A couple things come to my mind.
One: I have never seen a pressure relief valve built into a York compressor. I've seen them on the bottom of receiver/dryers, but not on the compressors. Even so, those relief valves are set for 400-600 PSI.
Two: You know the system has to be evacuated for at least 20 minutes to remove all the air before you charge it with refrigerant, right? A system containing refrigerant and air won't work. You need refrigerant only.
Three: 80-90 PSI on both the suction and discharge sides of the compressor is normal when the system is not running. The pressure of a non-running system is determined by the ambient temperature, not the charge level. A running system will be around 20 PSI on the suction side and 150 PSI on the discharge side, depending on a lot of things.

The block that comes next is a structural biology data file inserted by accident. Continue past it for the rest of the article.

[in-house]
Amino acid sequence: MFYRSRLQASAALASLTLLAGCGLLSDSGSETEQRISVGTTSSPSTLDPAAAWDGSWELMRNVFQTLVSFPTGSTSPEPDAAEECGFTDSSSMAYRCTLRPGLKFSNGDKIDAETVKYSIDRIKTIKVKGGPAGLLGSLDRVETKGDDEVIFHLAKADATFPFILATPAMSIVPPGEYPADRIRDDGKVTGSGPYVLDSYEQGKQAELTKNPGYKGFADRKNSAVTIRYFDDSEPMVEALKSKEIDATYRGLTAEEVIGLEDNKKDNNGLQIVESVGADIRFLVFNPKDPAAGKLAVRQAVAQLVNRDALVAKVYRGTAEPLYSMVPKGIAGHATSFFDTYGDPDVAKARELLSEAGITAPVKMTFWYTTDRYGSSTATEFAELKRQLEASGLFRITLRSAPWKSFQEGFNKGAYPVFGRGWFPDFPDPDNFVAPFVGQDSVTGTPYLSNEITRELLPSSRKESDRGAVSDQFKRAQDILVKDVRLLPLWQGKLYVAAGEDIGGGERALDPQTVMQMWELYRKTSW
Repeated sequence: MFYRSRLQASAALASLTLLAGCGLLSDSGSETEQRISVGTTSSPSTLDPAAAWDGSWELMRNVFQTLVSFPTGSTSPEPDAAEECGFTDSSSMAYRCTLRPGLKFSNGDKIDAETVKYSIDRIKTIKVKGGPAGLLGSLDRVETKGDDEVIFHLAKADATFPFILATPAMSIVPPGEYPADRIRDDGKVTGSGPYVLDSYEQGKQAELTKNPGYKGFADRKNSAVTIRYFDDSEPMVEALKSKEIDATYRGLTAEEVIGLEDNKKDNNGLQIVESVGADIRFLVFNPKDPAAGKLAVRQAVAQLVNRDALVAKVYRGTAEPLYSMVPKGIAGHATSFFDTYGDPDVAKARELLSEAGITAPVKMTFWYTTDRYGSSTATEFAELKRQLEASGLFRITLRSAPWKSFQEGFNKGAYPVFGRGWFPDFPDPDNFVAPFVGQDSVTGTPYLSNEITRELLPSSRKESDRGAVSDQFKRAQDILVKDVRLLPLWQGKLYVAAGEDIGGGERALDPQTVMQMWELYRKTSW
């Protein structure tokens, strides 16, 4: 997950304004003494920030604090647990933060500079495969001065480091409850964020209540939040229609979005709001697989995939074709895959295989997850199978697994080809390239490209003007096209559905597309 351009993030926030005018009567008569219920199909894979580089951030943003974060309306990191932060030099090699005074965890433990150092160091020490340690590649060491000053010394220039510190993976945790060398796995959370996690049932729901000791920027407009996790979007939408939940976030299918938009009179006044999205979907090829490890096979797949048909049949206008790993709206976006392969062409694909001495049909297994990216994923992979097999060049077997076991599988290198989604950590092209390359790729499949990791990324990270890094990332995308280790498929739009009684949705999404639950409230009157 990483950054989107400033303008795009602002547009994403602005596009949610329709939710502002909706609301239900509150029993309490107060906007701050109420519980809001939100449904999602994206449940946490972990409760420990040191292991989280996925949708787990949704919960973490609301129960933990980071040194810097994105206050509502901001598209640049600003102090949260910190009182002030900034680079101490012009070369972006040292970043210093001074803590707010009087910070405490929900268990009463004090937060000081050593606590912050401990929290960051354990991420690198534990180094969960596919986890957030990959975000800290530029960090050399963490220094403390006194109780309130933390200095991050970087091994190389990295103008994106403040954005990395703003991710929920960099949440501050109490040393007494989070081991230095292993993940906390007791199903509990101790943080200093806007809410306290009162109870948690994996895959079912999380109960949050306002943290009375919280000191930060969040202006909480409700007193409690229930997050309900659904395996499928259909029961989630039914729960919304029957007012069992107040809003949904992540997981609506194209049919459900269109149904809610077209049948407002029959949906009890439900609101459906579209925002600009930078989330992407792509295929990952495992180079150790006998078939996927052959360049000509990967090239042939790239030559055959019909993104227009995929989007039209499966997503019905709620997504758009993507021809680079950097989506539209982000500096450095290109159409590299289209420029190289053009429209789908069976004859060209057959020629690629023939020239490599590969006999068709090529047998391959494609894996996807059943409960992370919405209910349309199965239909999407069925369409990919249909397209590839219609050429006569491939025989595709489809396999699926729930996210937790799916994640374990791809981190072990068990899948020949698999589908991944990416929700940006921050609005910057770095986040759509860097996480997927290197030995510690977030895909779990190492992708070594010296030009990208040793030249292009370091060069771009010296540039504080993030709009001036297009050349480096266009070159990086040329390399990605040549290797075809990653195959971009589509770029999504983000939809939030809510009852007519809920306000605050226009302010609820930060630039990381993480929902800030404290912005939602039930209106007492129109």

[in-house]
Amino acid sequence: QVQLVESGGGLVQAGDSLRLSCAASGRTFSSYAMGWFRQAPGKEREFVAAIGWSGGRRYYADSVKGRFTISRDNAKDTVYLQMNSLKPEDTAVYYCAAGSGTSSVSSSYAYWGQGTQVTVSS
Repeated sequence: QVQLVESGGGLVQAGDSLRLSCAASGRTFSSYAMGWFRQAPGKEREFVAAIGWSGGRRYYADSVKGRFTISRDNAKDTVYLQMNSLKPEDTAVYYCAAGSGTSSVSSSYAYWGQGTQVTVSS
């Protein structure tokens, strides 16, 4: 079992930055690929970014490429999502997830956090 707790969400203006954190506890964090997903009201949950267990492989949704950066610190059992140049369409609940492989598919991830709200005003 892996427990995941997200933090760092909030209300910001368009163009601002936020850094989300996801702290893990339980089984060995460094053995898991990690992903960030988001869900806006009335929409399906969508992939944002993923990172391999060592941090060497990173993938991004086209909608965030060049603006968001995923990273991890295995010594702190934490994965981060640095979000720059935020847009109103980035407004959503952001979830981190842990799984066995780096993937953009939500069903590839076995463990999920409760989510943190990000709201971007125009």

Four: The most accurate way to charge one of these systems is by watching the sight glass on the line between the receiver/dryer and the expansion valve. The glass needs to be clear (liquid only). Any bubbles mean the system is either low or contains air. These expansion valve systems are VERY tolerant on their charge level. Basically so long as there is enough refrigerant to maintain a constant flow of liquid to the expansion valve and not so much refrigerant that the receiver/dryer is completely full, then it will work perfectly. There is no "It cools slightly worse because it is low on charge" with these. They basically either cool to full capacity, or don't cool at all.
'72 Jeep Wagoneer Custom, 360 V8
I love how arguements end as soon as Ristow comments. Ristow is right...again.